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Reflection for November 16th 2014

Reflection for November 16th 2014

Another story from Matthew 25, also about decision making, this time it is breastfeedingabout money and about taking risks with the resources we have been given.  Clearly, this has lessons for us about parenthood, which is a combination of taking risks and spending money constantly.

Some people (mainly men, of course) become parents unaware.  Men who have sex with hundreds of partners may not know their children.  As we share fifty percent of our genes with bananas, we must assume that the genes they are propagating are similar to our own and we should not be too jealous of so many progeny.  Some people become parents accidentally and it is a crucial decision to welcome the child as an honoured guest and not as an unwelcome intruder.  Some people plan to have children and they can spend frightening amounts of money to make this happen when the mechanisms don’t work very well.  Other people consciously decide to become parents by adopting children unwelcome in other households, or born to adults unable to care.

All parents take a life-long risk on their children.  We can’t either put, or give, them back!  It is a risk that lives with us for the rest of our lives;  a dominant theme;  a constant responsibility and financial commitment.  The risk also brings untold rewards.

Those of us beyond the stage of life when we expect to have our own children, or who have never had children, have a choice;  we can ignore other people’s children (even the children of our children);  or we can embrace them.  Parents all need support, kindness, financial assistance and, of course, less advice on how to do it.  The number of children that any of us can adopt is limited only by our strength and determination.

That children can be adopted shows that genetic relationship is not everything.  It is what we do with our love that counts.  We can spend it on ourselves, or spend it on others.  If those others are younger than we are, they become in some way our children;  if very much younger, they become in some way our grandchildren.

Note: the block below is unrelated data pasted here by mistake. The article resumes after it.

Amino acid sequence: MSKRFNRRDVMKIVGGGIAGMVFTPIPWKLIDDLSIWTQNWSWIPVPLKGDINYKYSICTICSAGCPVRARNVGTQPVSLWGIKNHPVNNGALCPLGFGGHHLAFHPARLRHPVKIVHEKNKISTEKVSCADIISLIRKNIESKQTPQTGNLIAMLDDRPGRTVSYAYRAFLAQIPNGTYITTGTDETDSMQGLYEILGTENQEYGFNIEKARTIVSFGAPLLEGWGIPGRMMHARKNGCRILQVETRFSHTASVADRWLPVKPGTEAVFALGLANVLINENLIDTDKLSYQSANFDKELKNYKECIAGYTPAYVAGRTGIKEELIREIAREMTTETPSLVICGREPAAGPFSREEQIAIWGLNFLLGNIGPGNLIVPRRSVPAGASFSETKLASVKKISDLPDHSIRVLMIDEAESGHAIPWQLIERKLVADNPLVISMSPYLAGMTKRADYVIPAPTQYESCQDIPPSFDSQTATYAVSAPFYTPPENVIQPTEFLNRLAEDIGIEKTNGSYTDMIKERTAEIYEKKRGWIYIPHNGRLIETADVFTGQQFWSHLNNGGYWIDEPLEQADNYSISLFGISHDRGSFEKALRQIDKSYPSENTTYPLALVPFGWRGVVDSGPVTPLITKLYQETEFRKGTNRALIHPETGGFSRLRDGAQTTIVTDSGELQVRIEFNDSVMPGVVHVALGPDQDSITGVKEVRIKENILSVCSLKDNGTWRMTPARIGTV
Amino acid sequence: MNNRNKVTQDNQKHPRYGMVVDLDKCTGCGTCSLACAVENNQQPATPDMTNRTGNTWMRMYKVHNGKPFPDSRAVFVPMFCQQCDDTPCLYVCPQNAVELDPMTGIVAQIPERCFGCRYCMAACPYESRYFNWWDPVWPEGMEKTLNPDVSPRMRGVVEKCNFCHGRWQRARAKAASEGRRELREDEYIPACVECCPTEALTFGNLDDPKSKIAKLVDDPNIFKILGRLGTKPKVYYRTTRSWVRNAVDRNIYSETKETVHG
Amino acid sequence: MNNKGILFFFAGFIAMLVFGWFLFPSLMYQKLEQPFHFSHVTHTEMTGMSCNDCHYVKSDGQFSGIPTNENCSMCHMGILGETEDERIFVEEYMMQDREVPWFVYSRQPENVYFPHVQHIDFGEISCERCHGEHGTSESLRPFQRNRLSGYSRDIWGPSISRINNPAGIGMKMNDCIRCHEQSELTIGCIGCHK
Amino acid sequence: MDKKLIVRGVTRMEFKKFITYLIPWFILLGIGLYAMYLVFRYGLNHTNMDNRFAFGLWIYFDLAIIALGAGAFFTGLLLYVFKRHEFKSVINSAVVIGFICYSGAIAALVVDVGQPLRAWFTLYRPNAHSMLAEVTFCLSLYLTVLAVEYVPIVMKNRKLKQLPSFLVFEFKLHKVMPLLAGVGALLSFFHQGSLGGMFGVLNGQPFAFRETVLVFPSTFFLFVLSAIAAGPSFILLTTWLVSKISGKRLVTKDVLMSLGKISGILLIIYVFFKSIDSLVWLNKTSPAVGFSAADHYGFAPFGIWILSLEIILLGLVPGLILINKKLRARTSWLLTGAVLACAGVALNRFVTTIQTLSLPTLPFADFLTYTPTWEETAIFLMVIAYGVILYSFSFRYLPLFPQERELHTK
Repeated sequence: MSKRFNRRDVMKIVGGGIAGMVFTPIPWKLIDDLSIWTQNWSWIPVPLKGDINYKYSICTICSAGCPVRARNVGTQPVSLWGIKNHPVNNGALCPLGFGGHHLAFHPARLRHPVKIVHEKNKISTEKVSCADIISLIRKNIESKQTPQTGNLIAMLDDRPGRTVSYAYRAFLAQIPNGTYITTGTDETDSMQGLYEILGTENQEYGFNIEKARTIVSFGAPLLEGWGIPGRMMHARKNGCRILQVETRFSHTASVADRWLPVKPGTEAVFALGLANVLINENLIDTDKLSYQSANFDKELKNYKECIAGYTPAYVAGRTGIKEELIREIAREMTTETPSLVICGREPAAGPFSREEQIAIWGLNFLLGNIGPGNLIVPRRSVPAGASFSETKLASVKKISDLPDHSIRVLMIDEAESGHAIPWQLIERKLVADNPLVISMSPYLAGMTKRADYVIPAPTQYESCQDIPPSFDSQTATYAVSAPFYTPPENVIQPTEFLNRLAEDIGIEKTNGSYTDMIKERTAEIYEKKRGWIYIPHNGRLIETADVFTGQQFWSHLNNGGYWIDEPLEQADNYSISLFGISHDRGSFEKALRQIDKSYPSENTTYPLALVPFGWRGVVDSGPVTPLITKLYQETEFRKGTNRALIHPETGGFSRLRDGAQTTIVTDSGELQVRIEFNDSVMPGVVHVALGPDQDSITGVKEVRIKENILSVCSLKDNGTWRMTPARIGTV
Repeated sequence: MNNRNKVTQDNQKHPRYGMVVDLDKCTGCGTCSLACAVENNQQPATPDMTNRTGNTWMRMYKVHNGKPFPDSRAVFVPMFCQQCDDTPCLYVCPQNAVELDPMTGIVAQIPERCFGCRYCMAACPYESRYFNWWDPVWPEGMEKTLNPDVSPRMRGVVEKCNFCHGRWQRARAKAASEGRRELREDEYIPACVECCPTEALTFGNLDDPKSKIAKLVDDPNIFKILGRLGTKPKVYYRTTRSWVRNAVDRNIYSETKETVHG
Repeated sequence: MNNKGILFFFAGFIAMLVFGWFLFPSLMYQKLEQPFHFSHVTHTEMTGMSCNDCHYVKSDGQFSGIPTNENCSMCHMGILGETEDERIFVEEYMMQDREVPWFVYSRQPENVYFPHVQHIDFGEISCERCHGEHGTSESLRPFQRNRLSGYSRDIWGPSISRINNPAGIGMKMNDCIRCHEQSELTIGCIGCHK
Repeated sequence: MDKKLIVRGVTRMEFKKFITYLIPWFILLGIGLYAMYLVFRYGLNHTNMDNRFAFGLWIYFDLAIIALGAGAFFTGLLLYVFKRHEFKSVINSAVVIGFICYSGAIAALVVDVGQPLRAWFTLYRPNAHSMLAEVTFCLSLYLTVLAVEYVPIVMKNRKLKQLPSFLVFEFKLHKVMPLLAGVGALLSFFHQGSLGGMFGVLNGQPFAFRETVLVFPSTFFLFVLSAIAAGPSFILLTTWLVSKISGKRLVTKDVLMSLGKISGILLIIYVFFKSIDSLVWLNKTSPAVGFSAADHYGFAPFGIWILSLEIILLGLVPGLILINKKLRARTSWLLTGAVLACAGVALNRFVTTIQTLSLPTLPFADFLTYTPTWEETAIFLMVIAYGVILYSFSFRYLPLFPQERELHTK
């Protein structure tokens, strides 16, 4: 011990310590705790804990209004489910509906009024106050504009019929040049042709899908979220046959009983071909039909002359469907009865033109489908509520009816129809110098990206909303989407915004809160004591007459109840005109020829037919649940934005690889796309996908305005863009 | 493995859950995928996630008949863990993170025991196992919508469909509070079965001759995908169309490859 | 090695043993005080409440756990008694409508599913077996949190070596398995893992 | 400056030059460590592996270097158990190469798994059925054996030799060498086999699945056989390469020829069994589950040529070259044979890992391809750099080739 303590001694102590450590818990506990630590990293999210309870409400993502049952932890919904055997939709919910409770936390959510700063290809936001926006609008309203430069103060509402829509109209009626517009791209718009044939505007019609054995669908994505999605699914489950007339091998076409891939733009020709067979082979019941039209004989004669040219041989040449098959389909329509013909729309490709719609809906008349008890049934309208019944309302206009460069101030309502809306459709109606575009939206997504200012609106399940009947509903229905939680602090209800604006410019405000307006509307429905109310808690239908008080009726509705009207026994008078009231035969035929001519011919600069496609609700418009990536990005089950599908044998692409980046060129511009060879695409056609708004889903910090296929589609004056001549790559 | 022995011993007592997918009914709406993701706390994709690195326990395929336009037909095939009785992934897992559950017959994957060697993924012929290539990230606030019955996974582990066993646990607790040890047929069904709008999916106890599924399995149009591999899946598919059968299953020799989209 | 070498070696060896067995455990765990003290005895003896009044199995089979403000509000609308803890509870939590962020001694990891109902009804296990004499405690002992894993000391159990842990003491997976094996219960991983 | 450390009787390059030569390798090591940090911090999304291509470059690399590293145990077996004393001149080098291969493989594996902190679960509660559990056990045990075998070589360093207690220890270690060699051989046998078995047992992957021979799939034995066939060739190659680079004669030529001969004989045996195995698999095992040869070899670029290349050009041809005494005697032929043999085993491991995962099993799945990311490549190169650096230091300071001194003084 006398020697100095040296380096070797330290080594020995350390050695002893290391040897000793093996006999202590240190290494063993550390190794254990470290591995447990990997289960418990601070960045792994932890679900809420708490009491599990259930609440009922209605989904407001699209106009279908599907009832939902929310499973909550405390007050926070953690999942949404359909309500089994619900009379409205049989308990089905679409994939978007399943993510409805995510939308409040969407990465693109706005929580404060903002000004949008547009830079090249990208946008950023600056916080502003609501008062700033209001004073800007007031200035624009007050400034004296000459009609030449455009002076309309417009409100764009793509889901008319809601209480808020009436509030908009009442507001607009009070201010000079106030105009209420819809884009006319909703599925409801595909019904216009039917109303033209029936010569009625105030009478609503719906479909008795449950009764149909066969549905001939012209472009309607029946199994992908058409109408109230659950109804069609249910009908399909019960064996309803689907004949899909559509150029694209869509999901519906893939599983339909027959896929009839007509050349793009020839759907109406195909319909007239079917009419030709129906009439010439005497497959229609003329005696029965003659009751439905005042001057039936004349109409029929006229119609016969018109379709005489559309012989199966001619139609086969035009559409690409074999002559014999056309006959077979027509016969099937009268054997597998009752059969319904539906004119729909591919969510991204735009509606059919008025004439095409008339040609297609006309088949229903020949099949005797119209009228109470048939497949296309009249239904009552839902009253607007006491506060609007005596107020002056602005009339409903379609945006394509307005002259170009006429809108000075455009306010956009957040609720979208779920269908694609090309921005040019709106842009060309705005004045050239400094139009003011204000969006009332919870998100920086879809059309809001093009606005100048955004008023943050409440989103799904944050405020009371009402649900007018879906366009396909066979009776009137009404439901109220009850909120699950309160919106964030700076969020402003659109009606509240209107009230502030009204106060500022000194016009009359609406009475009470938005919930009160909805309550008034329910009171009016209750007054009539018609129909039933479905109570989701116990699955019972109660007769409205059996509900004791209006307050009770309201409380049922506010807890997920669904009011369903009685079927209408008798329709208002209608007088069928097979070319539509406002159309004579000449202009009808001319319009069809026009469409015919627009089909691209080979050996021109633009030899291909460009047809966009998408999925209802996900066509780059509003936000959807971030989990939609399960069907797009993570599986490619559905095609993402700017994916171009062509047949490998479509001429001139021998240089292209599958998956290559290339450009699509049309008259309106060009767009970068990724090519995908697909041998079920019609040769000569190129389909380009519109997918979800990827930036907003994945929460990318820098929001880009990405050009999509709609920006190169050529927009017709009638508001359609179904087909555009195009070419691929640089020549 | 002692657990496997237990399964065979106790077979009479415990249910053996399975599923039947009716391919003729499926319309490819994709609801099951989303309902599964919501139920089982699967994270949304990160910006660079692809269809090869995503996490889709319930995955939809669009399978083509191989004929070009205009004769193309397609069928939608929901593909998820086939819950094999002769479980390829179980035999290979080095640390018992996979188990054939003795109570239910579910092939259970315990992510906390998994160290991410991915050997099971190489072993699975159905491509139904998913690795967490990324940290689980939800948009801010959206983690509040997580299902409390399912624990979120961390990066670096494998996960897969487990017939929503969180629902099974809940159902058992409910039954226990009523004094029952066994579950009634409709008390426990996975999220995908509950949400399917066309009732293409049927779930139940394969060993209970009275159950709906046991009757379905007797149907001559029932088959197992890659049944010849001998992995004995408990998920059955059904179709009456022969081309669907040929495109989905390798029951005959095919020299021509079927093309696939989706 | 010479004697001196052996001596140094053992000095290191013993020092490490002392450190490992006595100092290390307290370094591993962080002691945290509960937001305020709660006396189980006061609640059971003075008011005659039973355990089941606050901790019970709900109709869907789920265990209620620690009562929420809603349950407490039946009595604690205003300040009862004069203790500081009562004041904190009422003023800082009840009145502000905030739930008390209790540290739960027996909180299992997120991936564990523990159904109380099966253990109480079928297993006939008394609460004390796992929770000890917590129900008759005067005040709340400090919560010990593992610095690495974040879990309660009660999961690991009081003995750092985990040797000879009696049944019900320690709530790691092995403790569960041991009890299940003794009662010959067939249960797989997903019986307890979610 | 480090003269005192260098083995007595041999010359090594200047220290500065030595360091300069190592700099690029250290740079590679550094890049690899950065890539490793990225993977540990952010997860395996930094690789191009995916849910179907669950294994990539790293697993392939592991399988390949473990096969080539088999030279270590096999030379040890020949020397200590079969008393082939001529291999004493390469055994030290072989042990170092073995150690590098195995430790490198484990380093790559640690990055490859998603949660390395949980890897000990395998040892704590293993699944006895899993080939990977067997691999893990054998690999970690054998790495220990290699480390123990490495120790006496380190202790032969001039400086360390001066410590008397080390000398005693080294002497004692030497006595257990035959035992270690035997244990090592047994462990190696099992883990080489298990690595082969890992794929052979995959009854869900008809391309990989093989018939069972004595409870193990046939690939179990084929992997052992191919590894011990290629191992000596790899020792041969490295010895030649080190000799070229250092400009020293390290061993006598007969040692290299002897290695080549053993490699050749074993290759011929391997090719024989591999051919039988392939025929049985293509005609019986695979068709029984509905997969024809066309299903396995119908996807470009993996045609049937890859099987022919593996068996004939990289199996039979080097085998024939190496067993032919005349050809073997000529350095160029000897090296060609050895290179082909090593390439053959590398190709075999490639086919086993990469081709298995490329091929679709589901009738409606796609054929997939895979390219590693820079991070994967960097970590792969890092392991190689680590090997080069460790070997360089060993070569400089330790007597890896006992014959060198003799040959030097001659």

In the story that Jesus told about the servants given resources to guard, the servants were commended that had done something to put their resources to work.  The servant was condemned who had not used them.  God has given all of us the capacity to love, and surrounded us with children.  Let us learn their names and birthdates, let us ask about their progress, let us be kind and understanding.  After all, we can all remember what it is to be their age.  It should be easy, and so rewarding!

 

 

Mervyn posts a reflection each week, he welcomes your contribution, please respond and share in reflection!

About the Author:

Mervyn has worked as an engineer, as a teacher and headteacher in comprehensive schools, as a university lecturer and latterly as a dry-stone waller, and lay pastor of the church. He also serves as Eco Officer. His hobbies include walking and he leads holidays in Italy and here in the UK, especially holidays for families. He has been a local preacher in the Methodist Church for fifty years and has been riding motorbikes for slightly longer. He is married to the girl of his dreams and has several children and grandchildren of whom he is inordinately proud.

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